The report argues that since residency revocations often force Arabs to leave eastern Jerusalem, they constitute a violation of the Fourth Geneva Convention, which prohibits forcible transfers and displacement of civilians in an occupied area. It’s an imaginative legal argument that probably couldn’t pass muster in a real court, since it seeks to aggregated many different individual decisions into a fictitious, organized act of government. Also, Israel defies the notion that eastern Jerusalem is “occupied,” since it was taken by war from an illegitimate invader, whose sovereignty there was never sanctioned by the UN.

The report includes interviews with eight Arab families who were “victims” of Israel’s aggressive policy to enhance the Jewish presence in Jerusalem. The most glaring interview, buried among all the others, is with Abed Dawiat, a resident of Sur Baher. By now few of us recall that Dawiat’s was the official first act of terror that started the current on-again, off-again lone-wolf intifada.

On the eve of Rosh Hashanah 5776, September 13, 2015, Dawiat, then 18, threw rocks at the car of Alex Leblovitch, an Israeli citizen, leading to his death. In January 2016, Interior Minister Aryeh Deri wrote Dawiat’s attorney: “The decision to revoke the permanent residency status is made following the murderous terror attack committed by your client […] On that day at noon time, your client met with other activists who have jointly decided to throw stones at vehicles driven by Jewish drivers on a major traffic route in Jerusalem on Rosh Hashanah eve, as a ‘retaliatory action’ and as an act of solidarity with the Temple Mount incidents. Thereafter, your client, together with others, deliberately threw stones at vehicles which were driving along the major traffic route in Jerusalem. As a result of these deeds, an Israeli citizen, the late Mr. Alex Leblovitch, was killed and another person was seriously injured.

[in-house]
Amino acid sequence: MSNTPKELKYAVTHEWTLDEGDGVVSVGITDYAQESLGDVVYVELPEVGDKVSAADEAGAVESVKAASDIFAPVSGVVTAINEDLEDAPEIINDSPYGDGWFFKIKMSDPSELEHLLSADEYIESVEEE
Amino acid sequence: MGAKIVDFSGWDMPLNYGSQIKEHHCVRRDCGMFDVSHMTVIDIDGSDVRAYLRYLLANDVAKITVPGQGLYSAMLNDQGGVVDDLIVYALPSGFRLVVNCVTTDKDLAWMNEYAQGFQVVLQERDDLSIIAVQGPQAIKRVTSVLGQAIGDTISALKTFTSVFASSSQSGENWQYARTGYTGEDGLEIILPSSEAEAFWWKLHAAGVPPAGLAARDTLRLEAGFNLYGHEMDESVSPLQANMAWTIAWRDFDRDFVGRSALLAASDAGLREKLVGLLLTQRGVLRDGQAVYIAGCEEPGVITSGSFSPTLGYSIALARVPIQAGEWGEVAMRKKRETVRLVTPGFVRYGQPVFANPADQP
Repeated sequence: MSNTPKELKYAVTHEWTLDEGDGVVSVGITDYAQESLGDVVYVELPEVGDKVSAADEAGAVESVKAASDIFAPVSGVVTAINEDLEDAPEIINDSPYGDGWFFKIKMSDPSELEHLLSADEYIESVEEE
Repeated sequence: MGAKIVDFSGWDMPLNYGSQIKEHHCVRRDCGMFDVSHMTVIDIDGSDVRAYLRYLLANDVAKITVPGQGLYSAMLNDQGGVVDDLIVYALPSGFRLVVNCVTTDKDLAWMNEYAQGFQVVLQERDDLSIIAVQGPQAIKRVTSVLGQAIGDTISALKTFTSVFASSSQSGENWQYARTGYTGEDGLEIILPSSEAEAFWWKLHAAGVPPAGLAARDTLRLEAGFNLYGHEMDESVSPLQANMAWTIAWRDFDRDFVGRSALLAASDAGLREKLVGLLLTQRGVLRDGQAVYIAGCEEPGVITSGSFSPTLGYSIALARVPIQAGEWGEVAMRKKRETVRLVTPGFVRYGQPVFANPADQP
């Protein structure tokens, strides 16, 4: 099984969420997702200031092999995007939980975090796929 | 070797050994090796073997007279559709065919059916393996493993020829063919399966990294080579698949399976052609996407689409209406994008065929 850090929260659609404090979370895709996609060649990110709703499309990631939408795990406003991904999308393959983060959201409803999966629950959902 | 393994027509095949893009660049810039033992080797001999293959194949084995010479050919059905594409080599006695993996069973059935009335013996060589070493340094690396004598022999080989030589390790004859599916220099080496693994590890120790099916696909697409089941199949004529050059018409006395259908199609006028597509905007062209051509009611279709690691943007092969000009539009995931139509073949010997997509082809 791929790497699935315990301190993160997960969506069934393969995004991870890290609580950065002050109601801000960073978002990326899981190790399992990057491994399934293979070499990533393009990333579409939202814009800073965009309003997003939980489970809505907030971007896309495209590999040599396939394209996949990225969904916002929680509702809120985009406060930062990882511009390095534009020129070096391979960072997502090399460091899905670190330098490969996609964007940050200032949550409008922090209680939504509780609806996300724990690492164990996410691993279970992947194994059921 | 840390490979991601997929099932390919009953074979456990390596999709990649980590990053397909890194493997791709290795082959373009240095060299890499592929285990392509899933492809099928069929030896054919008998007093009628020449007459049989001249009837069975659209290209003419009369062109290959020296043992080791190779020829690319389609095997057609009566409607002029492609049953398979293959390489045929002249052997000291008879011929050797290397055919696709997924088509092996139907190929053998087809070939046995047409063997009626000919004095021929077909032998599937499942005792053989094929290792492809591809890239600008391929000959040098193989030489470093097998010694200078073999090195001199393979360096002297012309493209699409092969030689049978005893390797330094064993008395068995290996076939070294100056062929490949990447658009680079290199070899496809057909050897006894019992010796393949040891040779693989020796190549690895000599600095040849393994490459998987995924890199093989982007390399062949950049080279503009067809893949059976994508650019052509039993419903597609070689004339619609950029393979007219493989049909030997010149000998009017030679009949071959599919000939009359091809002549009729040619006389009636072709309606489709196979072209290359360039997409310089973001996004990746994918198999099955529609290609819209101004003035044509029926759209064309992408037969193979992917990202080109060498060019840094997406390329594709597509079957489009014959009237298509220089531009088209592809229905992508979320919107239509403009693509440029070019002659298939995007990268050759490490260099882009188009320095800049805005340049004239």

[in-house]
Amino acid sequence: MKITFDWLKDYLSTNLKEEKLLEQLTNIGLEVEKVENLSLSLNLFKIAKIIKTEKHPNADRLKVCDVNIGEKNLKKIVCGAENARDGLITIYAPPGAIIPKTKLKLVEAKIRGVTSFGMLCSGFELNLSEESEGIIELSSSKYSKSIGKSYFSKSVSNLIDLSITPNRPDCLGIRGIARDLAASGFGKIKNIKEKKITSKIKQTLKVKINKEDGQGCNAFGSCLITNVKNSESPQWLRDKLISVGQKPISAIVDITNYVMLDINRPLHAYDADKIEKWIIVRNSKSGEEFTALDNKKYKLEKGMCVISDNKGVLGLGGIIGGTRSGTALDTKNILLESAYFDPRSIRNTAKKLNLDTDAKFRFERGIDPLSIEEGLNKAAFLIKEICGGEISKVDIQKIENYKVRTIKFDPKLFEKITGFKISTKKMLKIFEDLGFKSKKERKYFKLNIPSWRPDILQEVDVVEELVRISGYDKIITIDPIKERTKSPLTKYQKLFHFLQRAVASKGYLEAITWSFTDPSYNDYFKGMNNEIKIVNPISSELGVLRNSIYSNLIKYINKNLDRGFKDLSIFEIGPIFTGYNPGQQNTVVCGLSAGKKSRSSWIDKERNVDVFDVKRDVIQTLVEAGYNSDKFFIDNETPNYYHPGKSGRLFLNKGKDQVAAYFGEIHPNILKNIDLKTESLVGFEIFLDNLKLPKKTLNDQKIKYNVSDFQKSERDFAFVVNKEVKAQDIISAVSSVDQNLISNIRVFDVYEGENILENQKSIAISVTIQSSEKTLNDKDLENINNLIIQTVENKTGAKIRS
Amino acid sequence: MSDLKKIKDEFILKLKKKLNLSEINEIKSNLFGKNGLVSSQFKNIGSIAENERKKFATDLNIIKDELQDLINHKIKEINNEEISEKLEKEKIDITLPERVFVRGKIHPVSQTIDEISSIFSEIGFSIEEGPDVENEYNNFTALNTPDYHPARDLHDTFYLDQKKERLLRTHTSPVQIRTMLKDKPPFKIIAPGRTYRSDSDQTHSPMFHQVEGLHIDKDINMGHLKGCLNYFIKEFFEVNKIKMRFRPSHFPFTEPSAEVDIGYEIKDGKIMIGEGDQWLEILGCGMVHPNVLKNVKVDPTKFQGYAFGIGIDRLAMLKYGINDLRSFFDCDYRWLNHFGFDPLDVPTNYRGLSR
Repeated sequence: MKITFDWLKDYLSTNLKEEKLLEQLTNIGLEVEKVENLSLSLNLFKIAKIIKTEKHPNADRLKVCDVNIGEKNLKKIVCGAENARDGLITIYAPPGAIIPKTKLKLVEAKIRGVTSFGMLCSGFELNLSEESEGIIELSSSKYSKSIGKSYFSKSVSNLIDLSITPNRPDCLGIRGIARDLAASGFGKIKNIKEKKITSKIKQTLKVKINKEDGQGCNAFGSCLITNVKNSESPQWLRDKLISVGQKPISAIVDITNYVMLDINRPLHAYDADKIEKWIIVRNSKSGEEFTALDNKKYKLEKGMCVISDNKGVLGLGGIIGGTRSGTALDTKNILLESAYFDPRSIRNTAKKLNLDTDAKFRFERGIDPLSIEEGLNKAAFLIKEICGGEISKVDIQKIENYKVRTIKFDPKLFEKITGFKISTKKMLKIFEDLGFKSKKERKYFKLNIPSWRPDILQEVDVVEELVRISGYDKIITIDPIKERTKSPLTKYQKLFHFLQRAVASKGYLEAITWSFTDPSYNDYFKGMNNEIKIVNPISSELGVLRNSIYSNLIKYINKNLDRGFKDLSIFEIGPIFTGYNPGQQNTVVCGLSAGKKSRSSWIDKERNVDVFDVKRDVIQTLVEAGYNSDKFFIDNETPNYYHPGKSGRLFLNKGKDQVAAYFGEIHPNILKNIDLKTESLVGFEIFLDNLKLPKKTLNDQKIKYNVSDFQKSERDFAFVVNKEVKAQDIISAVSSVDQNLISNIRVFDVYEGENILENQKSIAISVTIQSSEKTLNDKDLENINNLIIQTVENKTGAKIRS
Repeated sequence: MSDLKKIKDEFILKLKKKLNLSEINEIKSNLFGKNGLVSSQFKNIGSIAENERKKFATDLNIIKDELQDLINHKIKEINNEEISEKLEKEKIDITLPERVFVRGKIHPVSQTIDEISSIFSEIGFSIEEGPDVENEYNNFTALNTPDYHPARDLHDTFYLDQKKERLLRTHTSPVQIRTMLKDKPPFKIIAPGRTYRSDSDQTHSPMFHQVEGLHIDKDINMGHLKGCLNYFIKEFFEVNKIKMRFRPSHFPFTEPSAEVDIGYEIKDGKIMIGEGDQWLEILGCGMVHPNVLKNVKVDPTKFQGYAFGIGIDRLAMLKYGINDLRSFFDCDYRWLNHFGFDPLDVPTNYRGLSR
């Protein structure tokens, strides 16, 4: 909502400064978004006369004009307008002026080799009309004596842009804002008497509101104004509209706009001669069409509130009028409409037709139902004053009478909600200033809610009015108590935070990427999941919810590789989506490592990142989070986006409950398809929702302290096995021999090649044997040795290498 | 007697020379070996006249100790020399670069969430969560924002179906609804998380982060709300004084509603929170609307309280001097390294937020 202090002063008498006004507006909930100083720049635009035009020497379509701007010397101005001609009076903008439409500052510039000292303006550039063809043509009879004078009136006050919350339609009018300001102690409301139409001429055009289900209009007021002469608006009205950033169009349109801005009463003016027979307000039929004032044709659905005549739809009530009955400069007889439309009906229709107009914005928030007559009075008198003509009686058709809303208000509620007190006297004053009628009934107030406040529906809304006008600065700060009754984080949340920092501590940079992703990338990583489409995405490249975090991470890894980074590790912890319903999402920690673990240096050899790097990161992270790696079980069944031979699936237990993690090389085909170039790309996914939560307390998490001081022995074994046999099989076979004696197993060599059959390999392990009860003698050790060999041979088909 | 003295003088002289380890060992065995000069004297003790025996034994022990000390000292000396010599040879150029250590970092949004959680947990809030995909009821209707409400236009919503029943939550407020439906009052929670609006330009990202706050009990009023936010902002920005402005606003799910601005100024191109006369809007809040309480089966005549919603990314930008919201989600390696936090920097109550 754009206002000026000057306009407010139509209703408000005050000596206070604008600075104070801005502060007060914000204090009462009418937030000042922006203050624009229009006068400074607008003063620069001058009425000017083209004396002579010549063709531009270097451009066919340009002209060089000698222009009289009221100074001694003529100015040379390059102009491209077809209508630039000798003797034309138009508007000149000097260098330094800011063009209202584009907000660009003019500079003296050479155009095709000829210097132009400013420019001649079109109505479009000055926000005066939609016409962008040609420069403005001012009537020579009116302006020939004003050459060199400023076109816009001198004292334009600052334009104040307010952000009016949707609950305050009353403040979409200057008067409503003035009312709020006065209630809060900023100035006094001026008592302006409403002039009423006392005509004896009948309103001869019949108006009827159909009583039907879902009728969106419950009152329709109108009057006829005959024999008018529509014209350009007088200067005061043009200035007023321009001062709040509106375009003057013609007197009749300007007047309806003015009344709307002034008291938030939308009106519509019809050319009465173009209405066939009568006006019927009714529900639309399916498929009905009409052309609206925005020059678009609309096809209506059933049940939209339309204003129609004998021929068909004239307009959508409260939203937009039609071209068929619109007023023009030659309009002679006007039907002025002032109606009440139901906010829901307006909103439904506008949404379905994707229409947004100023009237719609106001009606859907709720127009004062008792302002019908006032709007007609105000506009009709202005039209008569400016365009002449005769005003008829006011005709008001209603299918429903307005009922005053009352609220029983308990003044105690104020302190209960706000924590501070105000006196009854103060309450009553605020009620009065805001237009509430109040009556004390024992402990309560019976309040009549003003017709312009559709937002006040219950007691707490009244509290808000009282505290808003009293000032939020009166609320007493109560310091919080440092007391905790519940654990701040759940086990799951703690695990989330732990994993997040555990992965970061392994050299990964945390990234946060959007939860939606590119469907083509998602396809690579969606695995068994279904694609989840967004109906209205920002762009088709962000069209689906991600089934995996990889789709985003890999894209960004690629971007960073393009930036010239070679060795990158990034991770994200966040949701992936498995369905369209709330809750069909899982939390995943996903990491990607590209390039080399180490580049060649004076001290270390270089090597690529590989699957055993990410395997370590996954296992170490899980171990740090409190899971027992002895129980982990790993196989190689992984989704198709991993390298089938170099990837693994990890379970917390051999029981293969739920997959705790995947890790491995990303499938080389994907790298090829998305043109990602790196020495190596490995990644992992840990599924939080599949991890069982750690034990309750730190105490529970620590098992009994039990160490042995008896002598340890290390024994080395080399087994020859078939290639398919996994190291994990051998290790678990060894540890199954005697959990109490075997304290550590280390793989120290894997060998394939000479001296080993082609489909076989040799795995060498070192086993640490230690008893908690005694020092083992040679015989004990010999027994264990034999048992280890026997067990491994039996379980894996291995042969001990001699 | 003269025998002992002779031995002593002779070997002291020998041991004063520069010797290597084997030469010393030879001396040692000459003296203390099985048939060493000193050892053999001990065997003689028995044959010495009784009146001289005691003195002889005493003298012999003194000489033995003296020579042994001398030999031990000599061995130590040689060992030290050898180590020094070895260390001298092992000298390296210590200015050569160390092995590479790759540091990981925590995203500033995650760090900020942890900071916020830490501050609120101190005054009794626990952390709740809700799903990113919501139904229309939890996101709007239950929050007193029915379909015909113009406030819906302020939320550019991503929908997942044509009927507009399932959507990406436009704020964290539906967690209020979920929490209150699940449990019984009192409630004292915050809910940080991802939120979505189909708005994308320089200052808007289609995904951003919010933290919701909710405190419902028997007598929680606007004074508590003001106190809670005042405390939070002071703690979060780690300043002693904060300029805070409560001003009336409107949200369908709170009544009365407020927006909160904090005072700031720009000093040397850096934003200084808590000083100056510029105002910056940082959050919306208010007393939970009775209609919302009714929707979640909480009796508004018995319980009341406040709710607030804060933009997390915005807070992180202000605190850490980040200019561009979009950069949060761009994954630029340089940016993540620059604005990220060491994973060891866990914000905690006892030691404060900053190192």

“Said terror attack was committed by your client by taking advantage of the freedom of movement in Israel which derives from the fact that he has permanent residency status in Israel and holds an Israeli identification card. A permanent residency status in Israel is based on a material connection between the resident and the state, in the sense that the state regards itself obligated and responsible towards the resident and in the sense that the resident carries the burden associated with said connection and coexistence and is obligated in the most basic sense not to act against the state or take action which undermines its existence.

“In this context, in view of the host of rights and obligations arising from a permanent residency status, the residency status requires basic commitment and loyalty in view of the fact that residency, and all the more so permanent residency, is not a status which only grants rights without any obligations and as such it embodies practices which pertain to the collection of duties and obligations of the person who holds said status and who wishes to continue to hold it.”

The Human Rights Watch report offers only a sketchy mention of the reason for the revocation of residency, and even that is peppered with enough “allegedly” moderators to turn an act of murder into, literally, adolescent mischief. Then the report adds: “Dawiat accepted a plea bargain for a $28,000 fine and an 18-year jail sentence, which he is serving in Nafha Prison. He has challenged his residency revocation in front of the High Court of Justice; if that petition fails, he will not be permitted to live with his family in Jerusalem when he finishes serving his sentence.”

Boohoo.